The comet will pass the Sun at its closest proximity of 60.5 million kilometers on July 2.© Michael Jäger
The C/2009 R1 McNaught comet passed the Earth on Wednesday at the closest proximity of 170 million kilometers and continues moving toward the Sun, a Russian astronomer said.
"The comet passed the closest point [to the Earth] early on June 16 at a distance of 169.8 million kilometers," said Sergei Barabanov, head of the Zvenigorod observatory in the Moscow Region.
The comet, discovered in 2009 by well-known British-Australian astronomer and "comet-catcher" Robert H. McNaught, will pass the Sun at its closest proximity of 60.5 million kilometers on July 2.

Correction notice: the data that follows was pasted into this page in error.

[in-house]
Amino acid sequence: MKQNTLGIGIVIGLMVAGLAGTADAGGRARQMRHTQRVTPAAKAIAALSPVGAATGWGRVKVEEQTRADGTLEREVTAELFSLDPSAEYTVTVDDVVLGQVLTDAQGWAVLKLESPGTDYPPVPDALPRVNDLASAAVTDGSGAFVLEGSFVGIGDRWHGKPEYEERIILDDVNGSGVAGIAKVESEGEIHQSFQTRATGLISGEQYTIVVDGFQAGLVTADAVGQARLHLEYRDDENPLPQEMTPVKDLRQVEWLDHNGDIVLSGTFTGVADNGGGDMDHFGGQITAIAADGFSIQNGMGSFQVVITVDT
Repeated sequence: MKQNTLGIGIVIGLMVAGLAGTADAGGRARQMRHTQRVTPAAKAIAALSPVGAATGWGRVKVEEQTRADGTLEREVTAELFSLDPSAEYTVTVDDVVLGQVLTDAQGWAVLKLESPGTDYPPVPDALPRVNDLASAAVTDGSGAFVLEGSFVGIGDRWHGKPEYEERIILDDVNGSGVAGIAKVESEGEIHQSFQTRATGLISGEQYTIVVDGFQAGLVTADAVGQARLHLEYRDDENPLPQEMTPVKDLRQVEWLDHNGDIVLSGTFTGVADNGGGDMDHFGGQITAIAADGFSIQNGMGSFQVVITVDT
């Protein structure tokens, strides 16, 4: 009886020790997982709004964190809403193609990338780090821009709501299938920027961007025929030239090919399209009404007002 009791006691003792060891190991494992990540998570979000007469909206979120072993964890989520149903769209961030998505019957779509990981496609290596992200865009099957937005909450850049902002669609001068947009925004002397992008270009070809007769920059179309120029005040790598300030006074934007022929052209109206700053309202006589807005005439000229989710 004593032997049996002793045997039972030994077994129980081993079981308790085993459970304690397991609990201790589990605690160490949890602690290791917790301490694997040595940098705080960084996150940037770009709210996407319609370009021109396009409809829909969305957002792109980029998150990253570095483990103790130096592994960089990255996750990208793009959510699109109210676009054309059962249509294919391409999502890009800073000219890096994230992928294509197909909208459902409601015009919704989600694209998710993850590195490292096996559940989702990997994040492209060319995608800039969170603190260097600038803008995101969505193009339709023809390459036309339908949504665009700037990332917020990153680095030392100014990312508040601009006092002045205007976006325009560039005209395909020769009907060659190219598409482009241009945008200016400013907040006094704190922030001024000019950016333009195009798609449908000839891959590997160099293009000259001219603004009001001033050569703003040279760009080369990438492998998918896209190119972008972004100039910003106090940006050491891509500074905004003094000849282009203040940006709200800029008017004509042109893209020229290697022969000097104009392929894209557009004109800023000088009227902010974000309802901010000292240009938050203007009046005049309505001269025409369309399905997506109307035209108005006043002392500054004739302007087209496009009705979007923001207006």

The comet's green plasma head, or coma, is larger than the planet Jupiter, while the long willowy ion tail stretches more than a million kilometers through space.
Barabanov said the brightness of the comet would increase as it nears the Sun but it could be viewed only through powerful binoculars or a telescope in the morning sky.
The C/2009 R1 is expected to eventually reach the brightness as high as magnitude 2 from June 30 to July 2.
"The comet is moving along a hyperbolic orbit and will leave the Solar system for hundreds of years after it turns around the Sun," the astronomer added.
MOSCOW, June 17 (RIA Novosti)
Add to blog
You may place this material on your blog by copying the link.
Image Galleries: Yury Gagarin: A down-to-earth person
Infographics: Sochi Paralympics Medal Count
The project of a Eurasian Union can be considered as a response to the consequences of neo-liberal globalisation, which led to economic and moral decline in the countries forming the Commonwealth of Independent States. It is part of a more general movement in world politics towards regionalisation.